A visit with my boyfriend and sister-in-law always involves making something together. It’s usually baked goods—brownies or cookies from our favourite shared British cookbooks—or forts and paintings with my nephews. On a recent trip they made to New York, it rained all weekend, so we parked our butts in front of the TV and watched the entire second season of Girls while eating bag after bag of ripple chips. A bag of chips with my brother is not complete without French onion dip, a favourite snack from our childhood. We have a few of these: buttered popcorn, homemade milkshakes, Fudgsicles, and also my mother’s seven-layer dip. We then spent an afternoon indigo-dyeing some old shirts and nightgowns. That weekend of dipping food and dipping cloth between brief dips in the pool led me to wonder what it was about dip that is so much fun.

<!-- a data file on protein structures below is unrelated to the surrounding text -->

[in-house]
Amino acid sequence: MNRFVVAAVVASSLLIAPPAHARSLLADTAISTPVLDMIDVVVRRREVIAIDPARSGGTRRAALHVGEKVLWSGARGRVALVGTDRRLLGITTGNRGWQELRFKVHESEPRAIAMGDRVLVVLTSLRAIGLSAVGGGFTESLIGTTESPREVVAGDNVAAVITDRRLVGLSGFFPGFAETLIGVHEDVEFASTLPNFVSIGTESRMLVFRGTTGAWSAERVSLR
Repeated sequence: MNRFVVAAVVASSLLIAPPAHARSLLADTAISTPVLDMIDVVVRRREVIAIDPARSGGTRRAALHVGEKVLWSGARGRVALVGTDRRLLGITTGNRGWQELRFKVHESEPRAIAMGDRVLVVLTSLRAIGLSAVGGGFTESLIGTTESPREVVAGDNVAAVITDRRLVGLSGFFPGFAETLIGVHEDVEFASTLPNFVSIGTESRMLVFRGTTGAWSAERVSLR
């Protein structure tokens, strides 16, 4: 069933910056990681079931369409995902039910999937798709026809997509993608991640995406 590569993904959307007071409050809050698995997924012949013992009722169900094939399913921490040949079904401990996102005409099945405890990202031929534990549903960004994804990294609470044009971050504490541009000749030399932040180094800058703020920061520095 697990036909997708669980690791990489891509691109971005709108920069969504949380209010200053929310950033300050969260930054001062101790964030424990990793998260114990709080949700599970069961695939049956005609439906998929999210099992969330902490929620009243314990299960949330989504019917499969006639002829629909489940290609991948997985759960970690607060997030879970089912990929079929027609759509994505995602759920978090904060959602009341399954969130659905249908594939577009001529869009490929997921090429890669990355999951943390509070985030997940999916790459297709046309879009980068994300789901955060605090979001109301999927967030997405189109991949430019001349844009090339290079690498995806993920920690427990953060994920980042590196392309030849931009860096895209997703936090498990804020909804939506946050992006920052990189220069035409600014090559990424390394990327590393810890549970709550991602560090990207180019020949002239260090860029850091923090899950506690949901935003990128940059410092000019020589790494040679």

It’s convivial and cheering. It says: Share! Indulge! At a party, the symmetries of crudité platters, fondues and hors d’oeuvres provide an anchor for the shy (while the drink tray holds the promise of jokes and repartee). I consider dip a comfort food. I first encountered hot artichoke dip at Freeman’s in Manhattan in 2005 and have since seen it cropping up on menus across North America. On my own recent visit to Toronto, everyone in my brother’s Parkdale neighbourhood was raving about the hot crab dip with Triscuits at Hopgoods Foodliner. Topping my list of favourite Halloween costumes of all time is my friend Jason’s 2002 getup: a litmus test. He wore an all-khaki ensemble and had dip-dyed a pair of stockings and tucked his trousers into them. Dip-dyeing has been ubiquitous since Gwen Stefani’s 2002 Galliano wedding dress, making its way into the mainstream on skirts and sweaters and, in the past few years, hair. Sam Teasdale at London’s Bleach led the way by dip-jobbing her coterie of oft- photographed friends. While fashion blogs declare the trend on the wane, the scrappy term “dip-dye” is still giving the more luxe “ombré” competition and the slow fade is still making appearances, migrating to fingernails, shoes and bags.